What Smoking Does To Your Oral Health

Posted on Mar 13, 2018 by William J. Claiborne, DDS MS

I saw a television commercial recently that caught my attention. It was a court mandated announcement on how low-tar and ‘light’ cigarettes were just as harmful as regular cigarettes.

The announcement, to me, was a reminder of just how much major tobacco companies have concealed the true harm that comes from inhaling cigarette smoke. Although the lungs are assumed to take the greatest impact from these toxic fumes, remember – it is your mouth that is the initial recipient of the poisons from this smoke.

Oral tissues (the soft, pink tissues in your mouth) are moist because they are absorbent. Saliva flow helps to keep the mouth moist along with the liquids you consume that keep the mouth and your body hydrated. Because gum tissues absorb, they take the brunt of the toxic smoke that enters the mouth with each puff.

Tobacco contains chemicals that are known to be harmful, including:

•Nicotine (a rapidly-addictive drug)
•Hydrogen cyanide
•Carbon monoxide
•Radioactive elements, such as uranium (see below)
•Polycyclic aromatic hydrocarbons (PAHs)


Smokers shorten their life expectancy by an average of 10 to 15 years. Smoking is responsible for an estimated 30 percent of all cancer deaths and is the reason for 90 percent of all lung cancers.

Smoking increases the likelihood of leukemia as well as pancreatic, liver, cervical, kidney, bladder and stomach cancers. Additionally, it causes emphysema and heart disease, stroke, and diabetes. Smoking and chewing tobacco also causes 80 – 90 percent of oral cancers (mouth, lips, throat).

Second-hand smoke is harmful to those in range of your smoking. Your exhaled smoke can lead to the development of numerous diseases in loved ones, including cancer and heart disease. Young children take the biggest brunt of secondhand smoke with studies showing children of smoking parents being sick more often, having more respiratory infections (including bronchitis and pneumonia), and having ear infections more often.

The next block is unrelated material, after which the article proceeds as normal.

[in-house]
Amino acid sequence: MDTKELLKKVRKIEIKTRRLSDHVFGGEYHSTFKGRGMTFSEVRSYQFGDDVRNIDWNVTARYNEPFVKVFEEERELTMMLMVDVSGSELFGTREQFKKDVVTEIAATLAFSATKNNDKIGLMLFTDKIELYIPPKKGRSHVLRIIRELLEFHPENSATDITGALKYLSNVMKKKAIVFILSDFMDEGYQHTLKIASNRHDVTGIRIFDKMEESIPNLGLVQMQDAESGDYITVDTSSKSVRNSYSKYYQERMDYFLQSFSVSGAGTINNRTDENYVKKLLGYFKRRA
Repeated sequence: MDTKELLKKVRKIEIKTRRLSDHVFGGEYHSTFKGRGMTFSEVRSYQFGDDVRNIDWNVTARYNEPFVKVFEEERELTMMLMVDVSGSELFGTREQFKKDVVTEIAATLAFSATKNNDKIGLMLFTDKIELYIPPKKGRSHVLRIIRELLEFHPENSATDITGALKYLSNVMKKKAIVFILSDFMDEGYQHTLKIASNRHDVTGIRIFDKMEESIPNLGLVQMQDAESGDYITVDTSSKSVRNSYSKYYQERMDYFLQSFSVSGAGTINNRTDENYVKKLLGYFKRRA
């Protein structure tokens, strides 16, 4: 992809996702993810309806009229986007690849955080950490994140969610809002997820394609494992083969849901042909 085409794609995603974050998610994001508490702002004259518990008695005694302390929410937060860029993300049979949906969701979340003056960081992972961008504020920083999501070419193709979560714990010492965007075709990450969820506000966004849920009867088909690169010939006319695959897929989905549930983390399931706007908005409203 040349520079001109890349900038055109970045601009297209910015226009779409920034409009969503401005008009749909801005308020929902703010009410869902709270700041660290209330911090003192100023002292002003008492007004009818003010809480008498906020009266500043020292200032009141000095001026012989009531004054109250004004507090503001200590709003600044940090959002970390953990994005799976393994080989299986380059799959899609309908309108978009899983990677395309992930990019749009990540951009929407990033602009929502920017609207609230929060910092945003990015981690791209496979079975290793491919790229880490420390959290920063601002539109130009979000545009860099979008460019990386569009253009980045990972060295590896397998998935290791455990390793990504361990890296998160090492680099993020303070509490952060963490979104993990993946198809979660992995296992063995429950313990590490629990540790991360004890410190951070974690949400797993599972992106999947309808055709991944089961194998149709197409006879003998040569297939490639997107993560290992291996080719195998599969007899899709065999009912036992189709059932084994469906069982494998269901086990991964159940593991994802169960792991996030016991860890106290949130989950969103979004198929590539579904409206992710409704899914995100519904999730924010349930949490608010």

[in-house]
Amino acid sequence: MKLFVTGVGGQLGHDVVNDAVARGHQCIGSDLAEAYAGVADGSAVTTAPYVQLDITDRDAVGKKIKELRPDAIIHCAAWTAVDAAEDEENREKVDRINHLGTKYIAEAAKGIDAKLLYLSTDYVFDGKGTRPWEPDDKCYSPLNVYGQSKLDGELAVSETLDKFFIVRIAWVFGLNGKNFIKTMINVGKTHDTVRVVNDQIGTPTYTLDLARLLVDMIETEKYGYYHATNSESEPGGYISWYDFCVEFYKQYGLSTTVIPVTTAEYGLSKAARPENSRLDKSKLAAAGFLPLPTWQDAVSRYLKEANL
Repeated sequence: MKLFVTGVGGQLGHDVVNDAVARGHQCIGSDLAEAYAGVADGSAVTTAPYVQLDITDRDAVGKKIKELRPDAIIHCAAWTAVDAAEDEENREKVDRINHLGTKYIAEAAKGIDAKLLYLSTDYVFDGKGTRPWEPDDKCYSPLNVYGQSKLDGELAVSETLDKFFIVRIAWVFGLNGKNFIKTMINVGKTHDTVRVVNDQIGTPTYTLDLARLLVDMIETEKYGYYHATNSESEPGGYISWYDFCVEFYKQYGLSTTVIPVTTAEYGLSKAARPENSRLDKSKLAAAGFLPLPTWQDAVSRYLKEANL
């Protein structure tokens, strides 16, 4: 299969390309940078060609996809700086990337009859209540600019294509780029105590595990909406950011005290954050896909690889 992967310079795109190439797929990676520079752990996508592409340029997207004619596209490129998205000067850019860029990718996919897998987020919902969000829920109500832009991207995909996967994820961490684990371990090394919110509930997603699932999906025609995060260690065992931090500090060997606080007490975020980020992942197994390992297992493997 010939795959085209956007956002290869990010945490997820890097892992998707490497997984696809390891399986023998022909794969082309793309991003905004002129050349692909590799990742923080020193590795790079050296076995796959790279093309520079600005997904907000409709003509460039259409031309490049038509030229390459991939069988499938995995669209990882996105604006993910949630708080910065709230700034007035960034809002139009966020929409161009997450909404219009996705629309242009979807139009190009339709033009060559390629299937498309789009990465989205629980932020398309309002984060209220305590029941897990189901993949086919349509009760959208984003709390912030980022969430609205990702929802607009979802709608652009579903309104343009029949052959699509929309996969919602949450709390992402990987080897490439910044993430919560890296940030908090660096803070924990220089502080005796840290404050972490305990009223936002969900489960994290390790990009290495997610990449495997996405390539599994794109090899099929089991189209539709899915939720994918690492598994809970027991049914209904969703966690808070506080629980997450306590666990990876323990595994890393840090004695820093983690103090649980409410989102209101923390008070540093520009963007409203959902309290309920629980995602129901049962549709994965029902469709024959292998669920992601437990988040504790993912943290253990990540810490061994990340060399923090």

As a periodontist, my dental specialty focuses on the diagnosis and treatment of all stages of periodontal (gum) disease as well as the placement of dental implants. When it comes to smokers, I have a unique view of what this does to one’s oral health.

When it comes to a smile, smokers have a higher risk for gum disease, bad breath, stained teeth, and higher levels of dental plaque. A smoker requires longer healing periods after extractions, oral surgery or gum therapy. Smoking is also a noted cause for dental implant failure.

The increased risk for gum disease is primarily the result of the drying effects that cigarette smoke has on oral tissues. A dry mouth creates a welcoming environment for oral bacteria accumulation and reproduction.

In its initial stages, gum disease causes persistent bad breath, tender gums that bleed when brushing, and gums that turn red in color. As it worsens, pus pockets form on gums and the infectious bacteria destroy bone and tissue structures that support tooth roots. Eventually, teeth will loosen and require removal.

In our office, we do not lecture patients. We respect individual preferences and feel it is our job to help patients to be informed rather than reprimanded. However, if you have not included your smile as one of the many reasons to kick the habit, you should.

Please note – Not only is gum disease an inflammatory disease, it has been associated with a number of serious health problems. These include heart disease, stroke, Alzheimers disease arthritis, diabetes, preterm babies, erectile dysfunction, and impotency. Add these to the long list associated with cigarette smoke and you have even more reasons to quit. Although, we know it is not an easy thing to do.

There are a number of online support sources for those who do wish to quit. Consider starting with the American Cancer Society’s online support at:


If you smoke or have noticed signs of gum disease, call for an examination. Be aware that gum disease only worsens without treatment and is the nation’s leading cause of adult tooth loss. Call 828-274-9440 to schedule.

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